Stephanie Avakian, who led the Division of Enforcement at the Securities and Exchange Commission (SEC) for the past four years, announced Thursday she will leave at the end of the year.
Deputy Director Marc Berger will serve as acting director upon her departure.
Avakian led the division with co-director Steven Peikin from 2017 until August, when he stepped down. She then solely took over the division’s top job.
Under her leadership, the Division of Enforcement brought more than 3,000 enforcement actions, obtained more than $17 billion in financial remedies, returned approximately $3.6 billion to harmed investors, and paid awards of approximately $595 million to whistleblowers, the SEC said in a press release.
Avakian’s “focus on the vigorous pursuit of quality cases, using the recourses of the Division to maximum effect has resulted in a program that is tough on violators, enhances the integrity of our markets, and puts the interests of our Main Street investors first,” said SEC Chairman Jay Clayton, who himself earlier announced he will also leave his post by the end of the year.
Avakian thanked Clayton and her colleagues, saying in the press release, “You made this an incredibly rewarding job, and I will miss working alongside you.”
The Enforcement Division under Avakian (and Peikin) aggressively pursued cases that protected market integrity, taking on the likes of Tesla and Elon Musk, Theranos and Elizabeth Holmes, General Electric, Facebook, and Wells Fargo. The SEC addressed problems at publicly traded companies and investment firms with conflicts of interest, disclosures, and other financial reporting violations; made significant advancements in its investigatory arsenal by using data analytics; and steered its whistleblower program to record numbers in fiscal year 2020.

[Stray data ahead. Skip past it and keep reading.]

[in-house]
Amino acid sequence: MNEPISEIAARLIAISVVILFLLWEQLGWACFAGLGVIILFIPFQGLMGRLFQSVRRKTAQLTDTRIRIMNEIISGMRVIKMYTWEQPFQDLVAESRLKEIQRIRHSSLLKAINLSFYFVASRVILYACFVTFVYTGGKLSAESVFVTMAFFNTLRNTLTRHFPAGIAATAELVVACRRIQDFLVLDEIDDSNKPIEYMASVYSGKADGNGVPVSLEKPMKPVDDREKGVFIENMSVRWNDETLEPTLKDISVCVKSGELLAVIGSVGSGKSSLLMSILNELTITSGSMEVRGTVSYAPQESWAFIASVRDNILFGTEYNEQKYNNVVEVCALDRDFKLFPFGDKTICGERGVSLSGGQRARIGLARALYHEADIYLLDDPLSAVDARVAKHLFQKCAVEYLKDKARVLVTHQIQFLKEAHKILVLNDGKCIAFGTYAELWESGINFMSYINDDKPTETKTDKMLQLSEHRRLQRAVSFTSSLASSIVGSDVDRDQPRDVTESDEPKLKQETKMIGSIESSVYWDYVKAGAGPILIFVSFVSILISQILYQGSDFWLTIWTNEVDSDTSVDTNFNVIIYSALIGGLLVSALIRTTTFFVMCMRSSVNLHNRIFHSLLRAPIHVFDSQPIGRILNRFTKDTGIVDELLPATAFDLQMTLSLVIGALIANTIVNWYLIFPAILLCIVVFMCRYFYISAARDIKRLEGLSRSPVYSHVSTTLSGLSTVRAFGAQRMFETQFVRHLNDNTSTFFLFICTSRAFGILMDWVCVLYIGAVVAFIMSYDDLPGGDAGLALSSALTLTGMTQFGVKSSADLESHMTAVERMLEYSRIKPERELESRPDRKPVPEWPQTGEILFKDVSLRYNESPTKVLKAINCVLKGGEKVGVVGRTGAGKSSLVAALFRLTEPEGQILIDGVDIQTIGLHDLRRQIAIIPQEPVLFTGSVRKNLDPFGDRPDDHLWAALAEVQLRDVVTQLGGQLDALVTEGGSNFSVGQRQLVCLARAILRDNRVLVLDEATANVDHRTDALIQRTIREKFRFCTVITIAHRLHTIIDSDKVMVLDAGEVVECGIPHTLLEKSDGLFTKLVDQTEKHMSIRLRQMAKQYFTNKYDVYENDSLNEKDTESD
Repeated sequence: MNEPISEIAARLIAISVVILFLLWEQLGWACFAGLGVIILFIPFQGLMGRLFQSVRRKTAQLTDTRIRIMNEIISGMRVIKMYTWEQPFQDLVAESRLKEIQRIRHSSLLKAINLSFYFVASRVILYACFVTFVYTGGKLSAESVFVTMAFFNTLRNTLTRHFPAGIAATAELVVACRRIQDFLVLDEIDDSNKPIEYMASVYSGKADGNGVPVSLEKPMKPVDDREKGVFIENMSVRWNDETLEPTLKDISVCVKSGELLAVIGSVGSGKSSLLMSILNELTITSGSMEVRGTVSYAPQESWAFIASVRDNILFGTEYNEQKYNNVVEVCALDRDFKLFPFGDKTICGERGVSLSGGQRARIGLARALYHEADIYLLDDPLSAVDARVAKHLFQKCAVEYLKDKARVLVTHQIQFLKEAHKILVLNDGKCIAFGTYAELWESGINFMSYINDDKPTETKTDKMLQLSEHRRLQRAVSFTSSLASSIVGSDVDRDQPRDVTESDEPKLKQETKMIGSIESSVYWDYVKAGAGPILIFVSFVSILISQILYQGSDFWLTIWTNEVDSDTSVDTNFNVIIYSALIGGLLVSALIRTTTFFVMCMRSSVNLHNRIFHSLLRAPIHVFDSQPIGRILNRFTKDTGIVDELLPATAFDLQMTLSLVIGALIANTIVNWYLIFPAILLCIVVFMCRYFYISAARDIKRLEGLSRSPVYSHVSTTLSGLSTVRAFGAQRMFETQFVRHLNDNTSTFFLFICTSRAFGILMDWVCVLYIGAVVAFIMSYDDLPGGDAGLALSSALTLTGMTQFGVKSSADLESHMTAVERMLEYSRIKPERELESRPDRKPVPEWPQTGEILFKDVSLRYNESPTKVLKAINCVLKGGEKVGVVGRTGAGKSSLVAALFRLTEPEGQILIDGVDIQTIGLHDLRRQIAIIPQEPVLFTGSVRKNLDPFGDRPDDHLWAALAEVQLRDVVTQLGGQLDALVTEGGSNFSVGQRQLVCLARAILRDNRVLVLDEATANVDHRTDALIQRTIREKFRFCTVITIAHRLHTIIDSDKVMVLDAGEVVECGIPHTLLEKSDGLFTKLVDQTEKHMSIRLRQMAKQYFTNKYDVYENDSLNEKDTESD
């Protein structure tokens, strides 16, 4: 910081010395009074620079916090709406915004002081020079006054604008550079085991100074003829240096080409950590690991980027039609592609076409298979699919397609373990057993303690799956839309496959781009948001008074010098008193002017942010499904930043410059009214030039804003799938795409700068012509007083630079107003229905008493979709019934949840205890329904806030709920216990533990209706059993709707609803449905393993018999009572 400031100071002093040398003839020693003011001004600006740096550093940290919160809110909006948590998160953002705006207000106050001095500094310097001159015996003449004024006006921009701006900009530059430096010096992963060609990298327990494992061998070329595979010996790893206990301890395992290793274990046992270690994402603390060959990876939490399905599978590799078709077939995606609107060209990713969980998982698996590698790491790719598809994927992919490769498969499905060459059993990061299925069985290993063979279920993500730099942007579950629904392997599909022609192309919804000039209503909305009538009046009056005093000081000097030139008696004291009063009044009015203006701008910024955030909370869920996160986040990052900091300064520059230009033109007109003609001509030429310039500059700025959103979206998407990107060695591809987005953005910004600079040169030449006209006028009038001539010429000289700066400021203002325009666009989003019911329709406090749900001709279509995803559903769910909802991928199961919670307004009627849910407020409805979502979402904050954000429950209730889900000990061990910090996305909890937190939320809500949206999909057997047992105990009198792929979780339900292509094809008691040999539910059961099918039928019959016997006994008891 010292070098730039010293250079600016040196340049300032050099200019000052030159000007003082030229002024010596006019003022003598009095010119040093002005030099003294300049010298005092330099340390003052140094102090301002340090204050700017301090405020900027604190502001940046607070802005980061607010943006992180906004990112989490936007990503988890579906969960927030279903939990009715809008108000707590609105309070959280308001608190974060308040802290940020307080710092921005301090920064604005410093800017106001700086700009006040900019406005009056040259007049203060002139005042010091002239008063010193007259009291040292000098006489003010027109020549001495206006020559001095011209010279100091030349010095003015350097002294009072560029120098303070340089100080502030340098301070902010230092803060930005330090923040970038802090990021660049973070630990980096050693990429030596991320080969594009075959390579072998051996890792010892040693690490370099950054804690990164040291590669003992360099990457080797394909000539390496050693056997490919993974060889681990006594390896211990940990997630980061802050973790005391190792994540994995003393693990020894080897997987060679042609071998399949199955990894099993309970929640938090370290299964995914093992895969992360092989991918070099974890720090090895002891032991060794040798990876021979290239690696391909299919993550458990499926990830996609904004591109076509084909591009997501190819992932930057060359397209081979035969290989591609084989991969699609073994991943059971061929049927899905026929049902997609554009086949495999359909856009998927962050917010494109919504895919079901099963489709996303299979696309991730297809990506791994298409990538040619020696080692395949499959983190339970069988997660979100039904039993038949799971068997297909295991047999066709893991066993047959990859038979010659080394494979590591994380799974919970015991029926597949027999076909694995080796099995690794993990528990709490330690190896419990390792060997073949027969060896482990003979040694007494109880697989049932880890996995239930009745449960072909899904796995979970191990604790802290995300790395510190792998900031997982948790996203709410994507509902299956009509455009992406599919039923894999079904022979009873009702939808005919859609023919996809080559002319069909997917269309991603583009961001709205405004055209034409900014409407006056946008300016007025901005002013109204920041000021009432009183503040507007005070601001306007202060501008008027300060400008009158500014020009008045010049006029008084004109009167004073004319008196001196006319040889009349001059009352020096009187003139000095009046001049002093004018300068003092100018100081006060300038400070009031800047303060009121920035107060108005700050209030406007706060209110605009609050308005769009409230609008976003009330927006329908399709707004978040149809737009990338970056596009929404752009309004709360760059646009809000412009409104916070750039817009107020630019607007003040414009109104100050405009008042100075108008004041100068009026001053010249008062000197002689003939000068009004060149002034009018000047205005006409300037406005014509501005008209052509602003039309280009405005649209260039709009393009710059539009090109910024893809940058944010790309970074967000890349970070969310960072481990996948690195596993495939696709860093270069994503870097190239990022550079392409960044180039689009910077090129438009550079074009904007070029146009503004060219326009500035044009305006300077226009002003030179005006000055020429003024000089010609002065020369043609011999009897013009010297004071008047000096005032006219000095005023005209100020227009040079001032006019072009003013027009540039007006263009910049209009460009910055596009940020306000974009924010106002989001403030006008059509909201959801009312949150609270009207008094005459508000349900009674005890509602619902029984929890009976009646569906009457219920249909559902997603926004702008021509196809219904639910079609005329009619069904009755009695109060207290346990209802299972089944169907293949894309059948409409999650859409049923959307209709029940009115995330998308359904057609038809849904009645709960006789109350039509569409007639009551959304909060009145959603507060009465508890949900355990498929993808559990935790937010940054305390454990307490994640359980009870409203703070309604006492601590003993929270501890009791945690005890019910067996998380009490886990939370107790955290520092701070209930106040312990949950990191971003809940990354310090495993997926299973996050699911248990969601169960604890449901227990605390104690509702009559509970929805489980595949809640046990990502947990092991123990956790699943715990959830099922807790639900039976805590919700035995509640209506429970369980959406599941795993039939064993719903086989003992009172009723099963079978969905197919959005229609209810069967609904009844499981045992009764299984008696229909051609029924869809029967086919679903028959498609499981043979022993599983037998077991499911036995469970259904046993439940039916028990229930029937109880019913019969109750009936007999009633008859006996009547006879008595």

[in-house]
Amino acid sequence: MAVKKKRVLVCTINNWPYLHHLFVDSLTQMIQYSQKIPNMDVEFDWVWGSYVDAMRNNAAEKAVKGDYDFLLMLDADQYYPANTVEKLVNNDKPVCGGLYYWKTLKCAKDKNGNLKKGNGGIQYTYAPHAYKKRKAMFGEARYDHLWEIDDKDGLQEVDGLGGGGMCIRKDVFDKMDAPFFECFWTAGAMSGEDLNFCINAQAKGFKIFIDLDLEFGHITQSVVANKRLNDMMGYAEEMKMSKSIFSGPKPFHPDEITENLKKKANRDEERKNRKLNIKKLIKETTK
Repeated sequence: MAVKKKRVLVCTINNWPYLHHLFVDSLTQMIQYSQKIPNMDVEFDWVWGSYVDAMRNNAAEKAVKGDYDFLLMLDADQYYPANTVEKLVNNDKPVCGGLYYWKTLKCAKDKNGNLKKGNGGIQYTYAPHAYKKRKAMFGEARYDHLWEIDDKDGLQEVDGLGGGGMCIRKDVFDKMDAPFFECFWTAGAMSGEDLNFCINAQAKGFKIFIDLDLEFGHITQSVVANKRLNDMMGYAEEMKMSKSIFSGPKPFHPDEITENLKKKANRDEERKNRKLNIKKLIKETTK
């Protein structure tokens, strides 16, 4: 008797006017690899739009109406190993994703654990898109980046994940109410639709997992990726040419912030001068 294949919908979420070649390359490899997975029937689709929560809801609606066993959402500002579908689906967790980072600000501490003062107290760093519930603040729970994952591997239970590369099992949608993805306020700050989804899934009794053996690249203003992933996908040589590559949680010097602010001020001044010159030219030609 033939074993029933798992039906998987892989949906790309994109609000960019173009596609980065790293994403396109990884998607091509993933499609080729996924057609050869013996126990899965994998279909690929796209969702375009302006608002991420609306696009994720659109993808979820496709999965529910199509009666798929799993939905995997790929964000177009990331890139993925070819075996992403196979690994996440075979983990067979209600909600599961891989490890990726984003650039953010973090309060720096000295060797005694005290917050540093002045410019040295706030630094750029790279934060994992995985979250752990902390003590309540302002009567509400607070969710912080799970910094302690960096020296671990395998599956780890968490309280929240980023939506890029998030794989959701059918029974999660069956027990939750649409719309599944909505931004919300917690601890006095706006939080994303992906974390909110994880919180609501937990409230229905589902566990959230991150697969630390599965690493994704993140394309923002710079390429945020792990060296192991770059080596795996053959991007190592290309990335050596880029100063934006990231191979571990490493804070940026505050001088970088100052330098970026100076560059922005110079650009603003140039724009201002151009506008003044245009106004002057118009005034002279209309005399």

With the announced departures of Clayton and Avakian, the path is clear for President-elect Joe Biden to appoint leaders to the SEC who can be expected to implement his policies. Experts say while the agency will keep a sharp focus on protecting Main Street investors, it will likely ramp up enforcement actions against large financial institutions; insider trading investigations; and, potentially, hand out higher fines.
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